And part of this Better Normal has to address the financial elements of theatre. Artists and arts workers have proven their worth to society time and time and time and time and time again. But we are widely still expected to survive on thin air. Funding for project creation is viewed as a handout. Profit-share productions where everyone knows there will be no profit is the industry standard. And it is worse for makers who don’t fit the ‘straight, white male’ profile.
The excellent Lian Bell (tune in next week, she’ll be joining us!) has written about power imbalances in the Irish theatre sector and makes a more succinct and eloquent argument than I have:
There are so many good people working in arts organisations, but good people can uphold bad systems if they don’t work actively to fix or reimagine them. And as we have been learning over and over again – from #WakingTheFeminists, to #MeToo, to Black Lives Matter – just because we have inherited a system does not mean it’s a good one.
For additional useful reading on the subject of disparity and inequity in theatre and the arts, I found a lot of value in these stories:
‘Children’s theatre doesn’t have a voice in the wider sector’
Under-appreciated and underfunded, children’s theatre appears to have been forgotten during lockdown. Lyn Gardner speaks to artists to hear how they are coping, adapting and what their hopes are for the future
New Report Highlights ‘Staggering’ Gender Disparity In Irish Radio Airplay
A new report has highlighted the gender disparity in Irish radio airplay. The data compiled by Linda Coogan Byrne lays bare the extent to which men received more airplay than women on radio stations all over the country over the last 12 months.
Bits and Pieces – A Few More Unrelated Stories For Which I Cannot Think of a Clever Headline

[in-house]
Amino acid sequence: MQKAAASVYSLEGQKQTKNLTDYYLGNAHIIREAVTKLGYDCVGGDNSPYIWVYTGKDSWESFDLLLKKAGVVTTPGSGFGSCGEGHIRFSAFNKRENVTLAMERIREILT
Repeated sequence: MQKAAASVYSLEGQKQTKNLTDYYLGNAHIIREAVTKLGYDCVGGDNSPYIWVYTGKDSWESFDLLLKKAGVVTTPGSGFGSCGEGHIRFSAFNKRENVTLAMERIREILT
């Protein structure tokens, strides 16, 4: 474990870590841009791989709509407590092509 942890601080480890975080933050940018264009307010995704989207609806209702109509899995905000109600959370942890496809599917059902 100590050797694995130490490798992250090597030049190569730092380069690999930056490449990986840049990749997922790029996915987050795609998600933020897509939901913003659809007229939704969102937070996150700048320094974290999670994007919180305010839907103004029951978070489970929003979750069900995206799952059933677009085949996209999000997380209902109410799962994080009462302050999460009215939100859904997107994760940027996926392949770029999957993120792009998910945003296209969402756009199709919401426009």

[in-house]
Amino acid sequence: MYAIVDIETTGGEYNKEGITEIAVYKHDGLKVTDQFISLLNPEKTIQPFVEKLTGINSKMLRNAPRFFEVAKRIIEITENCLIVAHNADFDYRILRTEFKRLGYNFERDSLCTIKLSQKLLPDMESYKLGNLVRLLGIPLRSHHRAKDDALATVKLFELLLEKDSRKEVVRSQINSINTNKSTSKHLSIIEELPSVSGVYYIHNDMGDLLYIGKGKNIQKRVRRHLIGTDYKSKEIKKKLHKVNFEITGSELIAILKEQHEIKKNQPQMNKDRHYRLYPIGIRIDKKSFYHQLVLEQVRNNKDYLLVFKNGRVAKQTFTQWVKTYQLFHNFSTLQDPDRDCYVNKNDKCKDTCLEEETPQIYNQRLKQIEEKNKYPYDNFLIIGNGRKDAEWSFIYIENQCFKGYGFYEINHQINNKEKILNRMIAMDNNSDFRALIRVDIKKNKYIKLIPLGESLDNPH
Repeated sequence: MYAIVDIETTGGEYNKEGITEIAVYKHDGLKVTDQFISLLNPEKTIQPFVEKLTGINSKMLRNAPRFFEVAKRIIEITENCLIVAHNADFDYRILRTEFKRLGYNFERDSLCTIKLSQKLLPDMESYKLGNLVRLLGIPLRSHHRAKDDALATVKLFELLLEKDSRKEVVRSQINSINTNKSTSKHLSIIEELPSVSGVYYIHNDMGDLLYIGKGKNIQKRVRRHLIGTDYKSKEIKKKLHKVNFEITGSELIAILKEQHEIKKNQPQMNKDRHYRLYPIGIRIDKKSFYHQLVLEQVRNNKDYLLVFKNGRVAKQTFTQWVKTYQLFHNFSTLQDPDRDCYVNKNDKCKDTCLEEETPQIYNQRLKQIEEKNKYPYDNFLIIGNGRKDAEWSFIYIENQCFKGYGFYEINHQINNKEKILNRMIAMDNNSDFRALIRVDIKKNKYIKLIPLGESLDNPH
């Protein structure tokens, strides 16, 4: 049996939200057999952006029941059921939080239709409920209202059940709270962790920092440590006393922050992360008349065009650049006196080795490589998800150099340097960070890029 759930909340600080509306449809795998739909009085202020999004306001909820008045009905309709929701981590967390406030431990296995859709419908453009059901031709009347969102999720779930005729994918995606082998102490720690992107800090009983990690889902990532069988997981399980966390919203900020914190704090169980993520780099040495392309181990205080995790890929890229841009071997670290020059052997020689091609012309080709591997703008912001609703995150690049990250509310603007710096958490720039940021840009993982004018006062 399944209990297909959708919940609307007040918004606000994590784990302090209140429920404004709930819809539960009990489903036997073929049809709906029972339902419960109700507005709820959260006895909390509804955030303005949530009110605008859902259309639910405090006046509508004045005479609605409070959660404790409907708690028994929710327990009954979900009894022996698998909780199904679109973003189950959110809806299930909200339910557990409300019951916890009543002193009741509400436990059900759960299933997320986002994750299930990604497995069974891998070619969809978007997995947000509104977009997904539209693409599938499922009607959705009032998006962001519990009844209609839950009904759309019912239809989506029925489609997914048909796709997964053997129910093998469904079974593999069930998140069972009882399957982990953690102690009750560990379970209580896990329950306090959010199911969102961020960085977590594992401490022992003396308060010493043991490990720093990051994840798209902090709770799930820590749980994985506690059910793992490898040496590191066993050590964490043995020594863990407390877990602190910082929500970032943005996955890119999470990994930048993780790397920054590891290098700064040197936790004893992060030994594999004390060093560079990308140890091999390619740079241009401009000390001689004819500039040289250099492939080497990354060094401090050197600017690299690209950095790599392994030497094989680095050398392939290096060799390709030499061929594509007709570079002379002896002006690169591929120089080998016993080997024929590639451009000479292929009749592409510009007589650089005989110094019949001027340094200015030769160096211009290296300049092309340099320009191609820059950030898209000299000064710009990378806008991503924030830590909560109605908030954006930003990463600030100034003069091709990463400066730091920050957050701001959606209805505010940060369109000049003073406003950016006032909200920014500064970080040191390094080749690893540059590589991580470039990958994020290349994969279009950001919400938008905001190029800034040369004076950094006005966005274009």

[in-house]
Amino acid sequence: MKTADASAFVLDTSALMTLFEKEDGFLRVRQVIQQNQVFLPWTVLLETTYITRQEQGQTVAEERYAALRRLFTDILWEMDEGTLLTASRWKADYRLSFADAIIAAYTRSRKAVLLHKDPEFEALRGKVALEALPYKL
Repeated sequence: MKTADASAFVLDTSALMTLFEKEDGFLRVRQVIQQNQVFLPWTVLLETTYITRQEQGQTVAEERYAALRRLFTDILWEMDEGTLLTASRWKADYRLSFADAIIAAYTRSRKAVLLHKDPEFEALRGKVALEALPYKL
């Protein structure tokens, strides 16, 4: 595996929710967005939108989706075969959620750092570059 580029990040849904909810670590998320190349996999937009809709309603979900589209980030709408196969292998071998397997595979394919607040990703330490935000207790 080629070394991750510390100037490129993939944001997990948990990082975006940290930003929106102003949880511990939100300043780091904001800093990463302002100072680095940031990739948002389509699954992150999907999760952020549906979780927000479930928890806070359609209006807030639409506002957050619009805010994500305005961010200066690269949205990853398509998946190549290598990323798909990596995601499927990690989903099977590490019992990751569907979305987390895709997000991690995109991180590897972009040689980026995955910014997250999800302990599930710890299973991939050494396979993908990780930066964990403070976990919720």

Welcome to the very untidy final section of this week’s blog. These bits are all important and should definitely be read but are not at all related to one another, so without any pomp or circumstance, here they are.
Clonmel Connected – Clonmel Junction Festival goes online
This one speaks for itself, methinks. Check out the lineup. Excellent.
Covid-19 prejudice akin to 1980s Aids panic, say creators of Diana play
A very interesting preview of a new play about Princess Diana, AIDS, Covid-19, and prejudice.
Programme for the Galway Film Fleadh Revealed with 11 Screen Ireland-supported Features to Screen
Not theatre but still exciting!
Carl Reiner, Comedy Legend and ‘Dick Van Dyke Show’ Creator, Dies at 98
An absolute legend of theatre, television, and film. Rest in peace.
Now. If you’ll excuse me, there is an elusive ray of sunshine currently hanging out in my front garden and if I don’t go outside and bask in it immediately, I will have regrets.
See you next week.
A great read on terminology/initialism/acronyms and how they can be harmfully reductive and ineffective.
‘Don’t call me BAME’: Why some people are rejecting the term
A long read but a very clear breakdown of the Ireland-specific hierarchies keeping the industry homogenous.
Structural racism and how to embrace minorities in Irish music and the arts
Thanks to Kelly Pena from Finimpact for sharing this guide with us.
#Black Lives Matter: How to Support Black-Owned Small Businesses & Resources